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Snakes scaring, sharing habitat

Herpetologists say no particular mulch is to blame for recent encounters. Snakes like cosying up in any kind of pile.

Published February 12, 2006

ARBOR GREENE - One person showed up at a homeowners meeting with a dead snake in a jar. Another fired gunshots at the slithering reptiles in his back yard. Others rattle their bushes before attempting any lawn work.

Residents in the Estuary are battling it out with snakes in their neighborhood, where the often poisonous guests like to cool off inside garages, nap in porches and nest in yards.

It's no surprise to see wildlife in New Tampa, built on miles and miles of forests and among heavily wooded and protected preserves.

But perhaps the biggest attraction for the snakes was put there by man: pine bark wood chips.

The medium-sized chunks of pine bark, piled around trunks and palm trees and crape myrtles to decorate landscaping, appears to be prime real estate for snakes.

They like to hang out there, often scattering at the sound of lawn mowers and rakes.

On Thursday, a landscaper was bitten by a pygmy rattlesnake in Hunter's Green as he pulled weeds. Angel Gonzalez was rushed to the hospital for treatment.

Frank Trovato, an Arbor Greene HOA board member who lives in the Estuary, said he encounters about one snake a month.

"And they're big, too," he said. "You have to be careful if you walk out the front door. They seem to like the landscaping in the front."

Trovato once found a snake napping in his garage by the door to his house.

"I just leave them alone," he said. "You jump on the ground, ruffle the bushes, then they run off."

They're usually harmless black racers, but sometimes poisonous rattlesnakes and water moccasins. Trovato said he carries an ax to fight those off.

Several months ago, a neighbor fired at water moccasins in his back yard near the pond. The police came out to politely tell him that firing guns is prohibited within city limits.

Although, shooting at a deadly snake may qualify as self-defense, said Tampa Police Maj. Sophia Teague.

"If I walked up to that poisonous of a snake, I would take appropriate action also," she said. "They are deadly. I have had to do that before with rattlesnakes."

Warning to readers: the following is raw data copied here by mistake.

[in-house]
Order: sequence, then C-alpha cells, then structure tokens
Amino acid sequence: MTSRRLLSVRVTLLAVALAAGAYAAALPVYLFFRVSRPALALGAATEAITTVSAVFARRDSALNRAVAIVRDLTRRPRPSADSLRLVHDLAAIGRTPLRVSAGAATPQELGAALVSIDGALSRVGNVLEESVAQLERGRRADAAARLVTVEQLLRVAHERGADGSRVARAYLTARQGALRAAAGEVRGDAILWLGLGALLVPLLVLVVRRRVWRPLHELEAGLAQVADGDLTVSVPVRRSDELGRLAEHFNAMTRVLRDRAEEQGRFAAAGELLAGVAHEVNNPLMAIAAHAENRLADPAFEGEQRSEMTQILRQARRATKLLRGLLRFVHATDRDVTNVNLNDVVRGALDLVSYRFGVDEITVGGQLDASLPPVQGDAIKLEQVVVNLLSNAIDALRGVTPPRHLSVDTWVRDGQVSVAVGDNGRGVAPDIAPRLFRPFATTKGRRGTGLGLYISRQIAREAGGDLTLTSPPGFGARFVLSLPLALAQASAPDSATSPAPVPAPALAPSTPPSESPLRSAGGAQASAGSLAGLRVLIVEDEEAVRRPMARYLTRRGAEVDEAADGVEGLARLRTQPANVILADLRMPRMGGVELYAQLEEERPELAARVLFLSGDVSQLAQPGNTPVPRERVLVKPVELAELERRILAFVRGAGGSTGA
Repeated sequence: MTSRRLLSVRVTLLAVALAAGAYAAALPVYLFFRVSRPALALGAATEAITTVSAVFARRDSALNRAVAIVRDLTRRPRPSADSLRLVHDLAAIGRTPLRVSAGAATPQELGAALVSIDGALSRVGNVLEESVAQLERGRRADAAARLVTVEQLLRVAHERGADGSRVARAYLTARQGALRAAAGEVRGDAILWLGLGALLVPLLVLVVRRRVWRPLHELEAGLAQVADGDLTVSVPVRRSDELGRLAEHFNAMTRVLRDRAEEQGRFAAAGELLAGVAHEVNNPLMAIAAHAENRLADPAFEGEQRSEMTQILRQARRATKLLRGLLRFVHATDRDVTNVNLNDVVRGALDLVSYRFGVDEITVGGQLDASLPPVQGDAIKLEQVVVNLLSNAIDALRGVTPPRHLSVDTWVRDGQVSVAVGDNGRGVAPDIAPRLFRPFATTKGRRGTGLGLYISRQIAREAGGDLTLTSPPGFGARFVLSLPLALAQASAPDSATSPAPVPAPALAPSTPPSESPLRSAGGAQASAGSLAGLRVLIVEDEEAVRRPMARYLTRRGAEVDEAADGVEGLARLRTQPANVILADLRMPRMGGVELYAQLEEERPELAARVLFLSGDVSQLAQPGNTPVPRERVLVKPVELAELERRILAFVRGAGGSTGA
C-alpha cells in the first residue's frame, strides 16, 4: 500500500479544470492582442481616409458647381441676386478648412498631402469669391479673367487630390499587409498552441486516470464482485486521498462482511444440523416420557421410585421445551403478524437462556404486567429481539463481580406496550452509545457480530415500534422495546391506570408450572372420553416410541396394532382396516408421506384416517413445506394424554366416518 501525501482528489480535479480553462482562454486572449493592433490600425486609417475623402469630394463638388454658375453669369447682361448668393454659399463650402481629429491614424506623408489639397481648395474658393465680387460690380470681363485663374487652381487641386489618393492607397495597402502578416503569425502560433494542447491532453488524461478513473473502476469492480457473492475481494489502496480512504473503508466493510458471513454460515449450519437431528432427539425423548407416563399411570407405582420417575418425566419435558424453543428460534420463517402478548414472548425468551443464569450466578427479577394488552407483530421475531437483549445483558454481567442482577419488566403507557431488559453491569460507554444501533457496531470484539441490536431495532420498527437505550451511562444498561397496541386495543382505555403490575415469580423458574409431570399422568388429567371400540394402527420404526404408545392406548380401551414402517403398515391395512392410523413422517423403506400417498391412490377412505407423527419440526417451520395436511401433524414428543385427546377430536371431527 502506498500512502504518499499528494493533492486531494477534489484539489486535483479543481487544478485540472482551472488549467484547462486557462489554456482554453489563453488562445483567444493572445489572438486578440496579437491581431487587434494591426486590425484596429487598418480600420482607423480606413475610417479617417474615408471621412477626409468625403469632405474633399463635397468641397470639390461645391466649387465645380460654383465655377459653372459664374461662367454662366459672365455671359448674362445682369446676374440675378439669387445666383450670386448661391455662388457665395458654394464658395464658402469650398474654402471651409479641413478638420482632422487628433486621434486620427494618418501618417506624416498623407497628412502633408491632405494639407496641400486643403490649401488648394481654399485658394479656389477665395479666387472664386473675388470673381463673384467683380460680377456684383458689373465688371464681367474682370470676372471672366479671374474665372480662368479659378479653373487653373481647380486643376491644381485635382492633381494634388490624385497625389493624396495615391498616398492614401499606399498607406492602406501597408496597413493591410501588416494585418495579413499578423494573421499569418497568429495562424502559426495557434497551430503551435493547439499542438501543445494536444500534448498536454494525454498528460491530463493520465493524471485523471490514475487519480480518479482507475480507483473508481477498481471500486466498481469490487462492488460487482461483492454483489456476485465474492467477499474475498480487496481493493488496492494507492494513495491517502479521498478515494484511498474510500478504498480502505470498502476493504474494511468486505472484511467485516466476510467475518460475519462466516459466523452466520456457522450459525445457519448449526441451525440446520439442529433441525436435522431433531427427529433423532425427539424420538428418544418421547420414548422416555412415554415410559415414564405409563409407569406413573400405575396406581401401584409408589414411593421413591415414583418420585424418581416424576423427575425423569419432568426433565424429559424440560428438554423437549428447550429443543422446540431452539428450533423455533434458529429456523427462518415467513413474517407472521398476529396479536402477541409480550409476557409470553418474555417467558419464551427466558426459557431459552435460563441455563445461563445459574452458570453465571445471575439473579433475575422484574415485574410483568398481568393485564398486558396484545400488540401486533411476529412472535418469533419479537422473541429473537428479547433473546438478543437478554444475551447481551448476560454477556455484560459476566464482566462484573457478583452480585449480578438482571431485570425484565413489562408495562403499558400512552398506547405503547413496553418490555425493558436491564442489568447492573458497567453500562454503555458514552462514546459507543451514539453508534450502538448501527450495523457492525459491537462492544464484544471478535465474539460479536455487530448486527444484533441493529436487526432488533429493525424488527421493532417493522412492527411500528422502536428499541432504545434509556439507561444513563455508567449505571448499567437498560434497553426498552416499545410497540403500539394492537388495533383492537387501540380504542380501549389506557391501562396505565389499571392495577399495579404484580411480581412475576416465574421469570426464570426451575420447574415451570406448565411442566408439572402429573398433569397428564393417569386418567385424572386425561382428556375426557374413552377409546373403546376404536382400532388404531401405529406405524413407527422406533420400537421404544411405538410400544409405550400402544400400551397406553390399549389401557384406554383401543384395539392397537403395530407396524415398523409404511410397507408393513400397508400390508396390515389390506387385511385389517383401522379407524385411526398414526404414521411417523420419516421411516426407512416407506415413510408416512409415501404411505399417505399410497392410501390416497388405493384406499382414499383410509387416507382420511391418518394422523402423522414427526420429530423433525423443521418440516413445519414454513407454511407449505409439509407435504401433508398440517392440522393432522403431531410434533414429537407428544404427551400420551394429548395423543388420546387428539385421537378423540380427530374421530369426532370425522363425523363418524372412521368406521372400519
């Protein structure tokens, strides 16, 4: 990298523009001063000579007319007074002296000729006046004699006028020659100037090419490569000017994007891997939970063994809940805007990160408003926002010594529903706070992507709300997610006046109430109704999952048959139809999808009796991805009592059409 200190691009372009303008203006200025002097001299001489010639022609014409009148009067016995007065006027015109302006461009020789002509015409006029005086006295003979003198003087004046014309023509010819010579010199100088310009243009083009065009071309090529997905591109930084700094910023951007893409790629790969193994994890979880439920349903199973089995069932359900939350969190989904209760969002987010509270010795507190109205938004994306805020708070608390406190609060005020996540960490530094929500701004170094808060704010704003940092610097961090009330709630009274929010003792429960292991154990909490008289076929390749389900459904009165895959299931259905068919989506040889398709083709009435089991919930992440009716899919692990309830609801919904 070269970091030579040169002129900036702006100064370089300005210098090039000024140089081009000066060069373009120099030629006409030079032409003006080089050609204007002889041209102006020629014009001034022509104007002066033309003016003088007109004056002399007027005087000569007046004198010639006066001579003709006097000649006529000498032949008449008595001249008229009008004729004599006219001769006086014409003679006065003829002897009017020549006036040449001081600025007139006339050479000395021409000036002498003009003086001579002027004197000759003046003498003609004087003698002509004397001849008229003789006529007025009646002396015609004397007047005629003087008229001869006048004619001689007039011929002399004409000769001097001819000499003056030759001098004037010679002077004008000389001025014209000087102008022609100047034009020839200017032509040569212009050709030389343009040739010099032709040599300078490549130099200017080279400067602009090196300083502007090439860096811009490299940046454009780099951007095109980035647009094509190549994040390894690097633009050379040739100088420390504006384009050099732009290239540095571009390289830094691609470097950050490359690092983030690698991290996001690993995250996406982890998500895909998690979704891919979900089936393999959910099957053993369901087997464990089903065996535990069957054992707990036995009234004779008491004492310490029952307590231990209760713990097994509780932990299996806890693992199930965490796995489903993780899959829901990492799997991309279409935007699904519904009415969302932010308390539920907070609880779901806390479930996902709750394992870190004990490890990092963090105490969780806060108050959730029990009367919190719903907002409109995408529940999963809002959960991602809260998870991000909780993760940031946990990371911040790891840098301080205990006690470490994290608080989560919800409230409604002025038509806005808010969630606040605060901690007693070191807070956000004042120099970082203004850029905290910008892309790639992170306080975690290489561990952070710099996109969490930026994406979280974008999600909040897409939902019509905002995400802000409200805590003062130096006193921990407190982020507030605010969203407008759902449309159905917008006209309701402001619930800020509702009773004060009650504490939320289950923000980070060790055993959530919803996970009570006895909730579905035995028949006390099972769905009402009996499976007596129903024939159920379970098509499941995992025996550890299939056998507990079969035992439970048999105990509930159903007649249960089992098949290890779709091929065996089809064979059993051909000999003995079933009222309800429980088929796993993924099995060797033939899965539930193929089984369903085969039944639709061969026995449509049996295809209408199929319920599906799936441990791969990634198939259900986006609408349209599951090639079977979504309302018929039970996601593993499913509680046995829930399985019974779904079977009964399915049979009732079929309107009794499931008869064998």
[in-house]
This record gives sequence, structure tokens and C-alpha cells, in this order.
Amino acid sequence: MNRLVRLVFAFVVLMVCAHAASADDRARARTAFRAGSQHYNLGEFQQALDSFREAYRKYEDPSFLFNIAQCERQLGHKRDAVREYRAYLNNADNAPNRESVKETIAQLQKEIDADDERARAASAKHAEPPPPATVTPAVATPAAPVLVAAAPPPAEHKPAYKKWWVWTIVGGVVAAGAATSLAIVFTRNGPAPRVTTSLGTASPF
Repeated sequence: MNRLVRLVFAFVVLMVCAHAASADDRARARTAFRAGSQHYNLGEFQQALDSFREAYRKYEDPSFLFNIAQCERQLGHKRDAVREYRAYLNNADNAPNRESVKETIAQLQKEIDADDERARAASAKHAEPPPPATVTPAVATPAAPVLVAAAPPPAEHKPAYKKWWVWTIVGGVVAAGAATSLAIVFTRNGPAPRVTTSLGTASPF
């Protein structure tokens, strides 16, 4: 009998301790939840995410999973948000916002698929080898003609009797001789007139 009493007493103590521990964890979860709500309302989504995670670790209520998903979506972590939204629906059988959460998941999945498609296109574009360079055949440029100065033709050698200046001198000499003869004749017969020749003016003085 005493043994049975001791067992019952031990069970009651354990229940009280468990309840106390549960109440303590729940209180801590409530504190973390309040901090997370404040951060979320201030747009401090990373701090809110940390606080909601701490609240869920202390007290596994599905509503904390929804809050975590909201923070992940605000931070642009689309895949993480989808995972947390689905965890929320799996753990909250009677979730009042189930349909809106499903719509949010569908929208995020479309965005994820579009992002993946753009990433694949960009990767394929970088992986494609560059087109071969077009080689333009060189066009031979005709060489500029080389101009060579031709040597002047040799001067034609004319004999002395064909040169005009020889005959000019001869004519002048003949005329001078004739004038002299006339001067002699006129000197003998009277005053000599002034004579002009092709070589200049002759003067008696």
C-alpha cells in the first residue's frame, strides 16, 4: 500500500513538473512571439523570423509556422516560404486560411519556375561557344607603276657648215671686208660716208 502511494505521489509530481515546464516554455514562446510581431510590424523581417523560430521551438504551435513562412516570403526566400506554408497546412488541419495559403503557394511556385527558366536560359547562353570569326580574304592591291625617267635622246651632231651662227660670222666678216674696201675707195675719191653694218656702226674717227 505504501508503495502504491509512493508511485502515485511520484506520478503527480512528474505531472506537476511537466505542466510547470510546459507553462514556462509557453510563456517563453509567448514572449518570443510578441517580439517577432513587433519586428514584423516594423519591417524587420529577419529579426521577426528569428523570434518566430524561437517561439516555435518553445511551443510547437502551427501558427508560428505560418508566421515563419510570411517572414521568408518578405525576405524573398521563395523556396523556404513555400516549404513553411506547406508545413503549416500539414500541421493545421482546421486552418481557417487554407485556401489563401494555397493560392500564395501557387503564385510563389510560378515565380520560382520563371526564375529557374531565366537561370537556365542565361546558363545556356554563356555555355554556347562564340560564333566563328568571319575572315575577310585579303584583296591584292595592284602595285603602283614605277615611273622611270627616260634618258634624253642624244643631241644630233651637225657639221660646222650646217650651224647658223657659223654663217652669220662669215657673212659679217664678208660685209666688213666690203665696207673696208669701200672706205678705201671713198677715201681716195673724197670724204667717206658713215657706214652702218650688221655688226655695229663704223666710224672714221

Teague used to take her bloodhound Jimbo to track in New Tampa, where they'd run into water moccasins and rattlers.

"There's all sorts of terrain in New Tampa," said Teague, who oversees the New Tampa area for the Police Department. "I've seen some good-sized water moccasins in the waters. You have to look at years ago, what New Tampa was. There's still deer and hawk in those areas."

It doesn't help that the wood chips are everywhere, piled on every lawn and throughout the 600 acres of planned development. There are also 91 acres of lake and 105 acres of conservation area.

In 1987, a state environmental restriction was placed on developers of adjacent Hunter's Green, then applied to Arbor Greene, specifying the type of mulch that could be used.

The state order was meant to protect the environment.

"It would be the only mulch considered because of its organic breakdown," said property manager Debra Cappelli.

A local herpetologist said it doesn't matter what type of mulch is used - snakes in general just like piles.

"They're looking for a place to hide because they're so cold," said Mary McCarthy, a reptile and aquatics keeper at Lowry Park Zoo. "It could be a pile of anything."

Rodents and other food sources for snakes also tend to hang around these piles, thus attracting the reptiles.

There's not much to fear, McCarthy said.

"That's just part of the culture, something we've grown up with," she said. "It's just what Jaws did for sharks. It's not necessarily a deserved reputation."

McCarthy said snakes look for piles to warm themselves and for dark spaces to rest.

They tend to appear more after big climate shifts.

"Lots of sudden changes in the weather brings snakes out," she said. "They've lost their shelter and need a new one."

McCarthy said it's very unusual for people to die from a venomous snake bite.

Nationally, 7,000 venomous snakebites are reported annually, according to the Palm Beach Herpetological Society. Of those, about 15 end in death.

McCarthy suggest residents deal with snakes as they would a spider.

"Chances are, they are going to want to stay away from you," she said. "Just walk away. They give you all kinds of tricks to tell what's venomous, what's not. People still get snakes confused. Even the nicest puppy dog or the cutest hamster will bite. The best thing to do is walk away and leave it alone."

And, she said, keep the area around the house neat and tidy.

"Keep dark spaces, nooks and crannies down to a minimum," she said. "If you're going to reach into a dark space, poke a stick in there first. Just be careful and be aware."

The residents of Arbor Greene, meanwhile, are left to learn to co-exist.

"It's nature," Trovato said. "They were here before we moved in. You can't make the place sterile."

[Last modified February 11, 2006, 10:43:05]

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